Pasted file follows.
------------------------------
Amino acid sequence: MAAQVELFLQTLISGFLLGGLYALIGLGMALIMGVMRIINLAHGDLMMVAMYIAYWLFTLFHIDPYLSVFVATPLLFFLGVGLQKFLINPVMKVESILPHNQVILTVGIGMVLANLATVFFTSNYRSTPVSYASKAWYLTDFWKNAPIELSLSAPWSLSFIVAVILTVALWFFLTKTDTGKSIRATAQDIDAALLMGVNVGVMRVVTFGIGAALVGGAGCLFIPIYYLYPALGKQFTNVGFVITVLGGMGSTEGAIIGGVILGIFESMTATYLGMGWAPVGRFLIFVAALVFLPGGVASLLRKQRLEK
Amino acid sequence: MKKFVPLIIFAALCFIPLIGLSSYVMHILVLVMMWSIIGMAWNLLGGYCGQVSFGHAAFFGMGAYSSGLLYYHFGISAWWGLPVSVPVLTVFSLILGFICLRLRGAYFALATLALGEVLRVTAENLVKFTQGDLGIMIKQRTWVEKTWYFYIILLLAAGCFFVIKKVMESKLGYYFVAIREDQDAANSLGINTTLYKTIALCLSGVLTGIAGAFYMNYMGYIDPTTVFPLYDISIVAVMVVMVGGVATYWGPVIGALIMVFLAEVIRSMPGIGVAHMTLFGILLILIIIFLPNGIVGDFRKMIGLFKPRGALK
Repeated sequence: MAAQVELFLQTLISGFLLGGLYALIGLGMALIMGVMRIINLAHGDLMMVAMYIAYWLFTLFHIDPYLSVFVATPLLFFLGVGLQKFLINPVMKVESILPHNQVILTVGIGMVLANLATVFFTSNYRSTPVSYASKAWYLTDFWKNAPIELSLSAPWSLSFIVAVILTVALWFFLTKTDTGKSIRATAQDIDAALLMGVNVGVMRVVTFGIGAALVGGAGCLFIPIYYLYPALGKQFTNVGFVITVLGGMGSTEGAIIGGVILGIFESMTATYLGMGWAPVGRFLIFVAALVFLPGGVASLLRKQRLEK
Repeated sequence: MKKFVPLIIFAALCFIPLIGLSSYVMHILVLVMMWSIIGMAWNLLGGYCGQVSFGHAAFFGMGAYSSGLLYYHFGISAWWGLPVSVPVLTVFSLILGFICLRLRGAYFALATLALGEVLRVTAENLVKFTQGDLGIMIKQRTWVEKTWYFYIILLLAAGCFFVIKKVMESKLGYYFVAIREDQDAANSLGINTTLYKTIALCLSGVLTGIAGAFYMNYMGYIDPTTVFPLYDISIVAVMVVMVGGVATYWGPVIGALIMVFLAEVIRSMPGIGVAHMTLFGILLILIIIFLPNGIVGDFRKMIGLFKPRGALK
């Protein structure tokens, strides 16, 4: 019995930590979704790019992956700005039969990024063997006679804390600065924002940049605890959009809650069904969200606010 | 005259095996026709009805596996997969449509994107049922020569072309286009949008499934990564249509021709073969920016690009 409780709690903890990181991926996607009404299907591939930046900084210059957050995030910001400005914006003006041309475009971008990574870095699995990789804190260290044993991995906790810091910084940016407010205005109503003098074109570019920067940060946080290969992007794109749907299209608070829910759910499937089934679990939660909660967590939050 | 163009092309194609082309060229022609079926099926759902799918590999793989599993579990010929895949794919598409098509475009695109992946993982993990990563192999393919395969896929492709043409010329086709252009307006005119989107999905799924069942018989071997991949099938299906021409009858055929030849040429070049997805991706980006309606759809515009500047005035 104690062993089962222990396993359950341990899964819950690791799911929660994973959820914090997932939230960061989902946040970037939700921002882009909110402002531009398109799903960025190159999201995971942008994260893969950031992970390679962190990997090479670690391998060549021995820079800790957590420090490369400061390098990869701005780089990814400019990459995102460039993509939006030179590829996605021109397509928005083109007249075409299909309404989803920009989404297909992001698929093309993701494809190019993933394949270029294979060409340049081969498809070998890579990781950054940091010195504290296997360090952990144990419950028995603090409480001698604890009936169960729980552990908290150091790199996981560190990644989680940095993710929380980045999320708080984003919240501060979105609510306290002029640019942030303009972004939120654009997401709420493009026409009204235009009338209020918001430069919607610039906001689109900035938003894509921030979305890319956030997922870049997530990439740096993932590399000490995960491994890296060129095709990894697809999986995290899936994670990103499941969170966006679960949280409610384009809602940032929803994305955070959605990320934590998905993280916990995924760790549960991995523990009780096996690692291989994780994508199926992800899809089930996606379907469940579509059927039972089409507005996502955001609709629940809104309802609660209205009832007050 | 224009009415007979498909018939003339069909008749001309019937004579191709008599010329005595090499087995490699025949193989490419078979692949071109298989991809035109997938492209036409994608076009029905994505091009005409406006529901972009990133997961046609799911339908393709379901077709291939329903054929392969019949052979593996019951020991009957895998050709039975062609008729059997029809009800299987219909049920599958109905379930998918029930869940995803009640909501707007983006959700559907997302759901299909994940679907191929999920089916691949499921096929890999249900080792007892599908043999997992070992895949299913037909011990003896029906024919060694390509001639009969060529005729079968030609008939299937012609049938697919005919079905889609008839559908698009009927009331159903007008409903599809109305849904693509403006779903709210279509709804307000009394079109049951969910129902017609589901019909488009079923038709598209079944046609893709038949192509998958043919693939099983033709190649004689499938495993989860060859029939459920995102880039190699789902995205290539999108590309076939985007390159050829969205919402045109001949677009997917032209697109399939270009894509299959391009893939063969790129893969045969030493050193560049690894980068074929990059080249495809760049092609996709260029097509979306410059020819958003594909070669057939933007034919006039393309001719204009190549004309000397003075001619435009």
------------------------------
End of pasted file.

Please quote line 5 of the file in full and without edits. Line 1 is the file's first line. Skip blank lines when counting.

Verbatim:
């Protein structure tokens, strides 16, 4: 019995930590979704790019992956700005039969990024063997006679804390600065924002940049605890959009809650069904969200606010 | 005259095996026709009805596996997969449509994107049922020569072309286009949008499934990564249509021709073969920016690009 409780709690903890990181991926996607009404299907591939930046900084210059957050995030910001400005914006003006041309475009971008990574870095699995990789804190260290044993991995906790810091910084940016407010205005109503003098074109570019920067940060946080290969992007794109749907299209608070829910759910499937089934679990939660909660967590939050 | 163009092309194609082309060229022609079926099926759902799918590999793989599993579990010929895949794919598409098509475009695109992946993982993990990563192999393919395969896929492709043409010329086709252009307006005119989107999905799924069942018989071997991949099938299906021409009858055929030849040429070049997805991706980006309606759809515009500047005035 104690062993089962222990396993359950341990899964819950690791799911929660994973959820914090997932939230960061989902946040970037939700921002882009909110402002531009398109799903960025190159999201995971942008994260893969950031992970390679962190990997090479670690391998060549021995820079800790957590420090490369400061390098990869701005780089990814400019990459995102460039993509939006030179590829996605021109397509928005083109007249075409299909309404989803920009989404297909992001698929093309993701494809190019993933394949270029294979060409340049081969498809070998890579990781950054940091010195504290296997360090952990144990419950028995603090409480001698604890009936169960729980552990908290150091790199996981560190990644989680940095993710929380980045999320708080984003919240501060979105609510306290002029640019942030303009972004939120654009997401709420493009026409009204235009009338209020918001430069919607610039906001689109900035938003894509921030979305890319956030997922870049997530990439740096993932590399000490995960491994890296060129095709990894697809999986995290899936994670990103499941969170966006679960949280409610384009809602940032929803994305955070959605990320934590998905993280916990995924760790549960991995523990009780096996690692291989994780994508199926992800899809089930996606379907469940579509059927039972089409507005996502955001609709629940809104309802609660209205009832007050 | 224009009415007979498909018939003339069909008749001309019937004579191709008599010329005595090499087995490699025949193989490419078979692949071109298989991809035109997938492209036409994608076009029905994505091009005409406006529901972009990133997961046609799911339908393709379901077709291939329903054929392969019949052979593996019951020991009957895998050709039975062609008729059997029809009800299987219909049920599958109905379930998918029930869940995803009640909501707007983006959700559907997302759901299909994940679907191929999920089916691949499921096929890999249900080792007892599908043999997992070992895949299913037909011990003896029906024919060694390509001639009969060529005729079968030609008939299937012609049938697919005919079905889609008839559908698009009927009331159903007008409903599809109305849904693509403006779903709210279509709804307000009394079109049951969910129902017609589901019909488009079923038709598209079944046609893709038949192509998958043919693939099983033709190649004689499938495993989860060859029939459920995102880039190699789902995205290539999108590309076939985007390159050829969205919402045109001949677009997917032209697109399939270009894509299959391009893939063969790129893969045969030493050193560049690894980068074929990059080249495809760049092609996709260029097509979306410059020819958003594909070669057939933007034919006039393309001719204009190549004309000397003075001619435009």